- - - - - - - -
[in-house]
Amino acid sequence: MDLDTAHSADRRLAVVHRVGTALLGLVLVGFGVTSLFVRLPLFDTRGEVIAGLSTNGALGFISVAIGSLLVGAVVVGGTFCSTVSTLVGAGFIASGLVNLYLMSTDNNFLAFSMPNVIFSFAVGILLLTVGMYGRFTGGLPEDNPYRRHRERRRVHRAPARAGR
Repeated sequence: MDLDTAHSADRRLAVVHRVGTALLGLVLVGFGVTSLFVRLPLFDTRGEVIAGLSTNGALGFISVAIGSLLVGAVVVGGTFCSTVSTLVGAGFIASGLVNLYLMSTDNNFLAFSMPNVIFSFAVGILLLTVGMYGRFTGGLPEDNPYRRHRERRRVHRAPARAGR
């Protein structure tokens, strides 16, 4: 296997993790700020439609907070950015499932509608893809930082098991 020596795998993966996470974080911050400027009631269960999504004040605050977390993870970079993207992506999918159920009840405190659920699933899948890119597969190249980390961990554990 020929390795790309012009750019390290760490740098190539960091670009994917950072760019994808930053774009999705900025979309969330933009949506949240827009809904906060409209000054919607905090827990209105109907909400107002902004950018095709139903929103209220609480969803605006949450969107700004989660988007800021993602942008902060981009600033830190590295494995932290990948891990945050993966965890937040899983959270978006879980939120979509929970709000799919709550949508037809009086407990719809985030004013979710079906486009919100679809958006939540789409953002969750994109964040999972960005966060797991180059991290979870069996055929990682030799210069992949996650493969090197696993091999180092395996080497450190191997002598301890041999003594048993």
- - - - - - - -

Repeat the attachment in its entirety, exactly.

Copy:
[in-house]
Amino acid sequence: MDLDTAHSADRRLAVVHRVGTALLGLVLVGFGVTSLFVRLPLFDTRGEVIAGLSTNGALGFISVAIGSLLVGAVVVGGTFCSTVSTLVGAGFIASGLVNLYLMSTDNNFLAFSMPNVIFSFAVGILLLTVGMYGRFTGGLPEDNPYRRHRERRRVHRAPARAGR
Repeated sequence: MDLDTAHSADRRLAVVHRVGTALLGLVLVGFGVTSLFVRLPLFDTRGEVIAGLSTNGALGFISVAIGSLLVGAVVVGGTFCSTVSTLVGAGFIASGLVNLYLMSTDNNFLAFSMPNVIFSFAVGILLLTVGMYGRFTGGLPEDNPYRRHRERRRVHRAPARAGR
């Protein structure tokens, strides 16, 4: 296997993790700020439609907070950015499932509608893809930082098991 020596795998993966996470974080911050400027009631269960999504004040605050977390993870970079993207992506999918159920009840405190659920699933899948890119597969190249980390961990554990 020929390795790309012009750019390290760490740098190539960091670009994917950072760019994808930053774009999705900025979309969330933009949506949240827009809904906060409209000054919607905090827990209105109907909400107002902004950018095709139903929103209220609480969803605006949450969107700004989660988007800021993602942008902060981009600033830190590295494995932290990948891990945050993966965890937040899983959270978006879980939120979509929970709000799919709550949508037809009086407990719809985030004013979710079906486009919100679809958006939540789409953002969750994109964040999972960005966060797991180059991290979870069996055929990682030799210069992949996650493969090197696993091999180092395996080497450190191997002598301890041999003594048993």